Fair trade products always seem like the wisest purchasing option, as the term is supposed to confirm fair treatment of everyone and everything involved in the process of a product from soil to the hands of a consumer. Fair trade labels sound good in theory, as they signify a system that promotes safe and healthy working conditions, protects the environment, and empowers communities to build strong small businesses. 

When you buy fair-trade products, you are essentially paying a farmer enough to cover the cost of growing their crops or the market value for their goods, whichever is higher. There is also a premium of around $0.20 for investing in improving production. However fair trade is not always as effective as it can be for reducing poverty and helping farmers, and many companies are not only turning to fair trade, but are doing more to be sustainable in their supply chains, as FLO and Fair-Trade USA aren't as beneficial as it came be for the poorest of the poor farmers.

A study conducted by researchers at Harvard, the University of Wisconsin, and the University of California school system, found that fair-trade coffee has small to negligible effects on coffee growers, especially the most poverty stricken. The fair-trade system is not designed in a way to positively impact coffee growers specifically, which is the general assumption its name suggests. 

The study actually found that fair-trade coffee is the least effective means in reducing poverty in developing countries, something that coffee lovers might not know, but absolutely should. As Fair-trade and the organizations such as FLO and Fair-Trade USA are being scrutinized, many companies are going beyond fair-trade, as today it's about a complete sustainable business plan. 

Nothing is as fair as it seems.

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When working with FLO and Fair-Trade USA, only certain types of growers can qualify to be certified as a Fair Trade laborer. Typically they have to be small growers who do not rely on permanent hired labor and being to democratically run cooperatives.

This means that private farmers and multinational companies like Kraft or Nestle, who both grow their own coffee, cannot be certified as Fair Trade coffee, even if they pay producers well, and help create environmentally sustainable and organic products. Thus, many companies cannot be certified, even if their practices match the criteria and are sustainable. 

Another flaw is FLO’s inability to alter the circumstances of the poorest of the poor farmers in the coffee farming industry. The primary focus and beneficiary is the small farmer, who in turn, is defined as a small landowner. The poorest farmer is not the small farmer, but yet those who do not have the resources to own land and thus are not a part of the cooperative. The help that is suppose to reach all farmers is not reaching them. 

Quality isn't always better.

Many retailers believe that neither Fair-trade Labeling Organizations International nor Fair Trade USA, have sufficient data showing positive economic impact on growers. The Fair Trade USA is flawed, as it limits both its market potential and the benefits it provides growers and workers. The quality of the coffee, and other products, under Fair-Trade, is uneven.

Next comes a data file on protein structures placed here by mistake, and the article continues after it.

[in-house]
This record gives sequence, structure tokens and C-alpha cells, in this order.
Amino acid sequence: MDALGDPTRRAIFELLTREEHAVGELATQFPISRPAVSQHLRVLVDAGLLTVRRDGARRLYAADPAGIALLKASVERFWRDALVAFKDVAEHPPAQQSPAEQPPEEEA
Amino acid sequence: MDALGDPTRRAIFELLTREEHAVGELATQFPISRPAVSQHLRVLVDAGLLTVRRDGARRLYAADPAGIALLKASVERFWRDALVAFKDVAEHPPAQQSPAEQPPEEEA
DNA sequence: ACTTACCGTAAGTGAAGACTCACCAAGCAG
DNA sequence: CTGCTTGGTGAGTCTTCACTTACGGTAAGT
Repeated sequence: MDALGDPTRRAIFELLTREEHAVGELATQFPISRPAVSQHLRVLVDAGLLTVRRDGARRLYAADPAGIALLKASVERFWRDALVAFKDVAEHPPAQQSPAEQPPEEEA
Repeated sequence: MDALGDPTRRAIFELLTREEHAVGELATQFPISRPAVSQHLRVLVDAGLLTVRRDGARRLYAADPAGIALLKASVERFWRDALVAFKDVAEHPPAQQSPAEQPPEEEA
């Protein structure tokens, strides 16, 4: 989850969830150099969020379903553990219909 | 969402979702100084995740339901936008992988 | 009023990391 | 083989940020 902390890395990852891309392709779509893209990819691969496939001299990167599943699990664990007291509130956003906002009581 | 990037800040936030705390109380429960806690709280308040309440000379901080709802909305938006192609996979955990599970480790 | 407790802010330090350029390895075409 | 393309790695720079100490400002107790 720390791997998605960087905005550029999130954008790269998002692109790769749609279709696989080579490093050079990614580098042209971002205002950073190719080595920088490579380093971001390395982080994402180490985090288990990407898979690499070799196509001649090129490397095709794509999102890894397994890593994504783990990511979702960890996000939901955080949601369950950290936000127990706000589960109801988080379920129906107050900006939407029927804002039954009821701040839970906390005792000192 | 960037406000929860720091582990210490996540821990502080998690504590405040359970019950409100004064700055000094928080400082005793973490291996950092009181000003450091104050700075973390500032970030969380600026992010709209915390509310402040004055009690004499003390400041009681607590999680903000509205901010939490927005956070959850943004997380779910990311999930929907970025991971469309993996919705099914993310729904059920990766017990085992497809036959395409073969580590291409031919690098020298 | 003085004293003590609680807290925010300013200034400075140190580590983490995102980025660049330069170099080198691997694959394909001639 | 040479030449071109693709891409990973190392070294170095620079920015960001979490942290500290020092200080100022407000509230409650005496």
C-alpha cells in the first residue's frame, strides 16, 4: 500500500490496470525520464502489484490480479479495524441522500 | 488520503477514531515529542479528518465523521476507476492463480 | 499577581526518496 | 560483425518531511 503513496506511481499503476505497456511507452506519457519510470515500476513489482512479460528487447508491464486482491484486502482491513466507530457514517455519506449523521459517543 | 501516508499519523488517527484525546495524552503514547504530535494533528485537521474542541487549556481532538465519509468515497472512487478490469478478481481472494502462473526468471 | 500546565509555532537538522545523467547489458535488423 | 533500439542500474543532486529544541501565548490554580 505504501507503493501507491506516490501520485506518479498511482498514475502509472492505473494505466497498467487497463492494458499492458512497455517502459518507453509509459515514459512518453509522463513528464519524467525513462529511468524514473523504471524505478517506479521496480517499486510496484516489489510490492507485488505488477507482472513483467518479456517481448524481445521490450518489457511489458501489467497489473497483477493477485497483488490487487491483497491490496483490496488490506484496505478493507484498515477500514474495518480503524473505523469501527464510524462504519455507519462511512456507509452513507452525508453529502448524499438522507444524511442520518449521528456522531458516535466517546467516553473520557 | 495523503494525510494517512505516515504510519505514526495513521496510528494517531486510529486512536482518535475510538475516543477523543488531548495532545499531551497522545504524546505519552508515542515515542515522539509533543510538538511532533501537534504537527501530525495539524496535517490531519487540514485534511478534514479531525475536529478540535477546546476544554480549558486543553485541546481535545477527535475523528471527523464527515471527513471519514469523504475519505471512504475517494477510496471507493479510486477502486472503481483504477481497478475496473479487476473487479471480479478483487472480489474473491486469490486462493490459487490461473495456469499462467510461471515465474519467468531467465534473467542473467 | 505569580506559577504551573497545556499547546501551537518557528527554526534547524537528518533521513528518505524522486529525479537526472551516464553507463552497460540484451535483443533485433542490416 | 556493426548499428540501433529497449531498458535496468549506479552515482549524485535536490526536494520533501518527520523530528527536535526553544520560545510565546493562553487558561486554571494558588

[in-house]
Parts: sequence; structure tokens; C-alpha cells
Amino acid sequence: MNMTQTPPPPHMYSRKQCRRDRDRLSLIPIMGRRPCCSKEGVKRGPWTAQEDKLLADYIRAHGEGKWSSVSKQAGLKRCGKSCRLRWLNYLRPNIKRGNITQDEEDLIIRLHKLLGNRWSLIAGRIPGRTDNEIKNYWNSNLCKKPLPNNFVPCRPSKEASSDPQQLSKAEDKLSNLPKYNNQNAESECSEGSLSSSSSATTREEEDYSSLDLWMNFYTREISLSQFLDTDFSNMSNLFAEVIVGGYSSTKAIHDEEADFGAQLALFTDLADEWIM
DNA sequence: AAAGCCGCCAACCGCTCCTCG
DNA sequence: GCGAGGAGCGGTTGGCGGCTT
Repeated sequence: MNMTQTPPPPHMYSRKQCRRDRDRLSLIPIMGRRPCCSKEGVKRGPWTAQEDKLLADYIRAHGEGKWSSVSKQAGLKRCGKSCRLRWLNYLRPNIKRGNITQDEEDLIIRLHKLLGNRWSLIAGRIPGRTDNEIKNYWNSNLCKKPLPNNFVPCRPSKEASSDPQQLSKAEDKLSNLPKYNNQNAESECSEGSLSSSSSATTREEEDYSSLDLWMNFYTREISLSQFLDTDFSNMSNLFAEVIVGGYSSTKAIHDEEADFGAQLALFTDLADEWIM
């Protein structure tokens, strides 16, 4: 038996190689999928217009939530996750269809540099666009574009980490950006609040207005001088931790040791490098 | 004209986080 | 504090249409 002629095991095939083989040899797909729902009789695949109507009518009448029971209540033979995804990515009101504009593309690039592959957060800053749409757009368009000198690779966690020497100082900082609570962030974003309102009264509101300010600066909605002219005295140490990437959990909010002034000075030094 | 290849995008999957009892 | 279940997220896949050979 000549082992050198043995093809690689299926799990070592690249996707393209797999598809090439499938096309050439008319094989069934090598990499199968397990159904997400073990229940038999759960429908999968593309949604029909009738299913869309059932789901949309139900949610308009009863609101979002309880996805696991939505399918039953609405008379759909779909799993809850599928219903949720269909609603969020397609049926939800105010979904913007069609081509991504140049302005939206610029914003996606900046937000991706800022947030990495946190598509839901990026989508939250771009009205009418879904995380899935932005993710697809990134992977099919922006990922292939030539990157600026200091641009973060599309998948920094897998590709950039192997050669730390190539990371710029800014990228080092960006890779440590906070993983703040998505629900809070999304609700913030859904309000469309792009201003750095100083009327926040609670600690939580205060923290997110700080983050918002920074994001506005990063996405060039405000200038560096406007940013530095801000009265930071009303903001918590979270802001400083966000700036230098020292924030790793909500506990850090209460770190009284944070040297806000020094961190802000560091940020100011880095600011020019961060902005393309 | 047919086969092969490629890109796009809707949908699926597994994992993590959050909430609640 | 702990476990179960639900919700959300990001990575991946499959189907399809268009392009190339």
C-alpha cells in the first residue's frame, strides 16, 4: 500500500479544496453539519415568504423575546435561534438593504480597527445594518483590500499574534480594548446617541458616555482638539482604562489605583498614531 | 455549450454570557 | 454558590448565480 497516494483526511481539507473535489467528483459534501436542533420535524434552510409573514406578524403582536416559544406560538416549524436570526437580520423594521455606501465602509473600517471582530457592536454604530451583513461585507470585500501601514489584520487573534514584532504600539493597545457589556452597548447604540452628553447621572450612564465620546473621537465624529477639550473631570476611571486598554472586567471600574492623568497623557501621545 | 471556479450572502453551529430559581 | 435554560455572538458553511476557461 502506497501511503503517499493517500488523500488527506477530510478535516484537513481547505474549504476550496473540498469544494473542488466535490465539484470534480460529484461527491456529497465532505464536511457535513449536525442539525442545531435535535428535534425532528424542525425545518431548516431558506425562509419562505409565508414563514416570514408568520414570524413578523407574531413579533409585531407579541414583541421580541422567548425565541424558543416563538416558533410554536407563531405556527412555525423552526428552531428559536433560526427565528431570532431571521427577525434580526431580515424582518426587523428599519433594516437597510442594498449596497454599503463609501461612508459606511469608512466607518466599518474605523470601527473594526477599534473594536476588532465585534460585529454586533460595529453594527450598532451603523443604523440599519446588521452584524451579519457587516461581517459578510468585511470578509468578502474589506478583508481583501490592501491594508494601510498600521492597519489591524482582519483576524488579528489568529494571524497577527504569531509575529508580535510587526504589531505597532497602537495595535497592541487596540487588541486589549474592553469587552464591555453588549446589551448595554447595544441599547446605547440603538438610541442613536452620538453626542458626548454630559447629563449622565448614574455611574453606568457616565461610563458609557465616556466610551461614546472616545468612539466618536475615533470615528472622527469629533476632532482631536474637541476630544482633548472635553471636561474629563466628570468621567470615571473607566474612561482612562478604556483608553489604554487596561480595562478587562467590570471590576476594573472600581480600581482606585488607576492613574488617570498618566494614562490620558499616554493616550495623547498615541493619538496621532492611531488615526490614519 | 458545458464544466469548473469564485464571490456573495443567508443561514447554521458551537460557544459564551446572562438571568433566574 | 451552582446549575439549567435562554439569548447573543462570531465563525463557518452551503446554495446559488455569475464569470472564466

For example, commodity coffee is broken in grades, and within each grade the coffee is standardized. Meaning beans from one batch are assumed to be identical to those in another batch. With specialty coffee, because it is seen as a higher grade, it commands higher prices. The quality of the coffee is uneven, as farmers will sell their less quality coffee to the fair trade because they get a standard price with the price floor, and will sell their higher quality at market price because it will be priced higher than Fair Trade.

The chances thus increase that the Fair Trade coffee will be of consistently lower quality. Thus, even though it is trying to make the system more fair for everyone, the consumer then is not getting the quality promised. Thus, because of this and many reasons which are flawed with Fair-Trade associations alone, companies are going beyond fair trade to promote and make sure they are sustainable and promoting the well being of everyone, from the farmers, to the consumers. 

Going Beyond Fair-Trade

GIF courtesy of Fiercely Normal on photobucket.com

Thus, Fair Trade USA and working with the organization is not enough for many companies nowadays. Those such as, Starbucks, Peet’s, and Green Mountain Coffee Roasters all report a push from consumers for more socially responsible business practices. They have sought other solutions besides offering Fair Trade coffee. Starbucks has put into place a C.A.F.E. Practice, which is a program that defines socially responsible business guidelines for their buyers. Also, Peet’s, is working with TechnoServe, an organization working to improve the business practices of farmers in developing counties.

Furthermore, Starbucks is taking more action to a more sustainable business plan. The company has adopted sustainable standards which have helped positively impact millions of workers and improve long term environmental and social conditions. 

Many companies are doing more for farmers and the environment than being certified as Fair Trade, as the organizations, FLO and Fair-Trade USA, aren't necessarily always as fair as it can be and doesn't reach ever farmer who needs help. Companies are realizing that they need to do more in their supply chain and that there is a lot more which can be done to be more sustainable. Many companies are realizing it’s not just about the stamp on their products which let consumers know its fair-trade. Nowadays, it’s about integrating sustainability into their supply chains. 

Photo by Kevin Dang
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Photo courtesy of Kevin Dooley on flickr.com